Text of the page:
New QUT project signals the start of interactivity on massive LED screens. It’s visitor engagement on a grand scale.
QUT’s new HiQ Centre at their Gardens Point campus has succeeded in providing students and prospective students with a campus digital engagement experience beyond anything yet seen in Australia. It is a new technique that will be deployed by designers across a number of applications in the years ahead.
The creative technology partner QUT chose for this endeavor is Corporate Initiatives (Ci), a specialist AV integrator highly acclaimed for digital display projects nationally. The project task was to create an interactive and informative engagement space for all the digital aspects of student life. The request of Ci was to make it exciting and engaging. What the university got back in response simply amazed them. It was far beyond anything they had researched.
Due a fortunate set of circumstances Ci was able to involve world-leading practitioners on this project. QUT was already a good customer of Videro, a German content management service the university had originally selected over 30 other digital signage systems for all their campuses. This meant Ci could engage the Videro team on this project as well, engineers who just happened to lead the world in large-scale screen interaction having recently completed Sega World in Japan. The university wanted something breathtaking and they got it.
In order to engage visitors at first sight, Ci installed a right-angled, ultra-high definition LED display, comprising of 567 VideroLED ultra fine (2.4mm) pixel pitch modules, measuring a total of 17.5 metres across all 3 sections and with a height of 2.6m. (At around 42sqm in total, it would be impossible not to notice.) The content and interaction would be driven by the Videro content management system, a system QUT had already successfully deployed in hundreds of locations and knew it loved.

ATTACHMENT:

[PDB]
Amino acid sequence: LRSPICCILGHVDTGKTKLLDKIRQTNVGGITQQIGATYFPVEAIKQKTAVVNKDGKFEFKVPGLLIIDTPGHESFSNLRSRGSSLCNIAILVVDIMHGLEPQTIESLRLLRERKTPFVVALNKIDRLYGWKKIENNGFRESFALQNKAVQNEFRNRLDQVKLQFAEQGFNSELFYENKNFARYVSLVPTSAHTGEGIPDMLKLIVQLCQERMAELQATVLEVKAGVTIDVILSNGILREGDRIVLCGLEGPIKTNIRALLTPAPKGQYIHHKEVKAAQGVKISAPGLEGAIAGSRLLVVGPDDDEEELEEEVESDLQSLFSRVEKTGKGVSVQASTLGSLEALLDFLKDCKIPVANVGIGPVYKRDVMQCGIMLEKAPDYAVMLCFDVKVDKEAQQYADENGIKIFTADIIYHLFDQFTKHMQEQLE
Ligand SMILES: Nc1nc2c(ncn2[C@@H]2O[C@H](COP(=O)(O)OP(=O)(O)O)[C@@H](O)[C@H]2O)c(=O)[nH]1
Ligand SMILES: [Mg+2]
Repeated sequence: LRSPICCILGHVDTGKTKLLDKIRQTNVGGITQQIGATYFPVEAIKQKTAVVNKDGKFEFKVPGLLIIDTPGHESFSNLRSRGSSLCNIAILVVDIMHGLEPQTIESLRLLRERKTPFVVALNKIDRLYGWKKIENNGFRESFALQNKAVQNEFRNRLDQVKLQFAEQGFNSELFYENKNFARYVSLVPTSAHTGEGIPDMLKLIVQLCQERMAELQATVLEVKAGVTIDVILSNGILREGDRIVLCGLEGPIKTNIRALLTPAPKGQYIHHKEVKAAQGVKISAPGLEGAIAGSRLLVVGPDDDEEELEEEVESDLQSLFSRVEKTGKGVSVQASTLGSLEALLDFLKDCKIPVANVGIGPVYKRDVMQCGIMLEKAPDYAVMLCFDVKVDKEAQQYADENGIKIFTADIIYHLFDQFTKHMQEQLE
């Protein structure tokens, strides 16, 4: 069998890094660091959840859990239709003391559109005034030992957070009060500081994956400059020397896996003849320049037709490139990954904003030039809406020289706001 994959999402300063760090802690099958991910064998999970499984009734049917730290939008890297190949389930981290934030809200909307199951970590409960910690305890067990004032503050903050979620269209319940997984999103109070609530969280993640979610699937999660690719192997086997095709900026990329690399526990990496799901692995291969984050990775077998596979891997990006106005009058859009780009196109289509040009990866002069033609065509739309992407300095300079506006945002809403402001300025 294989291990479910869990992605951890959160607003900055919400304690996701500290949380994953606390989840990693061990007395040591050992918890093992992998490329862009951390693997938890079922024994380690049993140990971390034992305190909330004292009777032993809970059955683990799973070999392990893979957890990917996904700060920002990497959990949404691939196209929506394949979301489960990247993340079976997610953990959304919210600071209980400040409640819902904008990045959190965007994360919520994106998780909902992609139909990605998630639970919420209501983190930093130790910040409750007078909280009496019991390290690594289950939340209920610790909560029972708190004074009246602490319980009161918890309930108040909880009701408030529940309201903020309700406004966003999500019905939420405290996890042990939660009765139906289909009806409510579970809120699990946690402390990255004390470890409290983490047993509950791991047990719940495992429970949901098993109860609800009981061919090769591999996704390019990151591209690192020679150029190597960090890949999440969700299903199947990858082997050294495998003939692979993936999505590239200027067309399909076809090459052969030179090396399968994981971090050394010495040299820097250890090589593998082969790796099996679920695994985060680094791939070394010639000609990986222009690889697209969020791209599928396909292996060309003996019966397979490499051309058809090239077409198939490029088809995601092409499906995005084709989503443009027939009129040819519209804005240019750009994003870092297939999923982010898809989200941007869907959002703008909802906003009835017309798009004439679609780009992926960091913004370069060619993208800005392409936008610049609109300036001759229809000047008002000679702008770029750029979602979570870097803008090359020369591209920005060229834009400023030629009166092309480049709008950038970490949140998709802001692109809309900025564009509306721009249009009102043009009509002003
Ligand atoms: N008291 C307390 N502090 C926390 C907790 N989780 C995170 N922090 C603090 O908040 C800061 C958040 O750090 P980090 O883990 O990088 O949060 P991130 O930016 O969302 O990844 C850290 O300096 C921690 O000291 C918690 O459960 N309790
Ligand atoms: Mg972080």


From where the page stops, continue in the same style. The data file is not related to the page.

This time however it would be a new custom version of Videro able to provide an amazing large-scale interactive experience, something far beyond the reach of an ordinary touch screen. People would be able to interact in ways more appropriate to a giant display. Special custom Videro software would enable the “swooshing” of content from a tablet device to the main display, and automatically enable “Gesture and Swipe” interactivity via Kinect cameras. This is similar to the experience Videro developed for Sega World, a global leader in theme parks and a popular tourist destination in Japan. The use of this software and hardware would put QUT on the cutting edge of such technology internationally.
QUT’s giant screen is able to run 15 videos on the wall simultaneously, all of them smooth and jitter free, all of them manageable interactively. Up to ten participants can interact with the wall at the same time, reducing waiting times considerably. Audio is carefully zoned to five individual segments with minimal spillover. It’s a great way to impart information. There is also an inbuilt 3D interactive games engine able to take the level of engagement even higher with game content.
As an added bonus, the portion of the screen facing the window can also be used after hours with interaction still possible through the glass. Screen content can be tailored accordingly. The HiQ centre can interact with students 24/7.
The LED display itself is also worthy of special mention. It visibly excites people with its vivid, high quality imagery and provides an unbroken image brighter and bolder than anything an LCD wall can hope to achieve. The days of such LCD walls are numbered. To deploy a floor to ceiling LED screen viewed at close range like this was considered unthinkable just a few short years ago. These days, however, pixel pitches have become tight enough for LED display screens to be deployed just about anywhere.
The new QUT HiQ LED wall successfully combines scale, brightness and hi def imagery with interactivity suitable for use with a screen at this size. It’s a game changer, and something architects and designers working on engagement spaces will need to know about. Many more such walls can be expected throughout Australia in the years ahead, whether for education, the workplace, the corporate lobby, retail, museum or government. This is technology with a very bright future. Surfing big screen content via a big wave will simply prove irresistible.